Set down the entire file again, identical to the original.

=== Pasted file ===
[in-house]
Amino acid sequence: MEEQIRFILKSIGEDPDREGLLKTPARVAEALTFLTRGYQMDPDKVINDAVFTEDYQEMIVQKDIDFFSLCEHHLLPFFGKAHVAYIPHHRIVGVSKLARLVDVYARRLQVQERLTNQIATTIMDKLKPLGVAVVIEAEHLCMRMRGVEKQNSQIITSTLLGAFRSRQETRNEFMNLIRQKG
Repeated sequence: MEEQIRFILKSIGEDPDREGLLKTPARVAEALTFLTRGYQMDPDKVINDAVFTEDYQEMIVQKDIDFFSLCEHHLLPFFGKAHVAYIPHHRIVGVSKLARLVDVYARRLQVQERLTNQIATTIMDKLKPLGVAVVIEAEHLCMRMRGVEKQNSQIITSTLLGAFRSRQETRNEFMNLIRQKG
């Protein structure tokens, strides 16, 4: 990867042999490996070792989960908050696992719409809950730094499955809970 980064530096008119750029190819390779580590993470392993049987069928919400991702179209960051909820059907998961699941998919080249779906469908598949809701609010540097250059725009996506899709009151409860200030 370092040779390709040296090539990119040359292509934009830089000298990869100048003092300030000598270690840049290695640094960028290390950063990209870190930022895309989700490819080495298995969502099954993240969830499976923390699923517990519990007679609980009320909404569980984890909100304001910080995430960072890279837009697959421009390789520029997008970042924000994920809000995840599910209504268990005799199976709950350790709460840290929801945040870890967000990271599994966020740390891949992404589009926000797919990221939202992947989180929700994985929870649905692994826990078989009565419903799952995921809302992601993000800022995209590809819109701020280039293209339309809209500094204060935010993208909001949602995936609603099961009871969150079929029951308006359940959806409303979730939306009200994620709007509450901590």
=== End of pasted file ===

[in-house]
Amino acid sequence: MEEQIRFILKSIGEDPDREGLLKTPARVAEALTFLTRGYQMDPDKVINDAVFTEDYQEMIVQKDIDFFSLCEHHLLPFFGKAHVAYIPHHRIVGVSKLARLVDVYARRLQVQERLTNQIATTIMDKLKPLGVAVVIEAEHLCMRMRGVEKQNSQIITSTLLGAFRSRQETRNEFMNLIRQKG
Repeated sequence: MEEQIRFILKSIGEDPDREGLLKTPARVAEALTFLTRGYQMDPDKVINDAVFTEDYQEMIVQKDIDFFSLCEHHLLPFFGKAHVAYIPHHRIVGVSKLARLVDVYARRLQVQERLTNQIATTIMDKLKPLGVAVVIEAEHLCMRMRGVEKQNSQIITSTLLGAFRSRQETRNEFMNLIRQKG
């Protein structure tokens, strides 16, 4: 990867042999490996070792989960908050696992719409809950730094499955809970 980064530096008119750029190819390779580590993470392993049987069928919400991702179209960051909820059907998961699941998919080249779906469908598949809701609010540097250059725009996506899709009151409860200030 370092040779390709040296090539990119040359292509934009830089000298990869100048003092300030000598270690840049290695640094960028290390950063990209870190930022895309989700490819080495298995969502099954993240969830499976923390699923517990519990007679609980009320909404569980984890909100304001910080995430960072890279837009697959421009390789520029997008970042924000994920809000995840599910209504268990005799199976709950350790709460840290929801945040870890967000990271599994966020740390891949992404589009926000797919990221939202992947989180929700994985929870649905692994826990078989009565419903799952995921809302992601993000800022995209590809819109701020280039293209339309809209500094204060935010993208909001949602995936609603099961009871969150079929029951308006359940959806409303979730939306009200994620709007509450901590």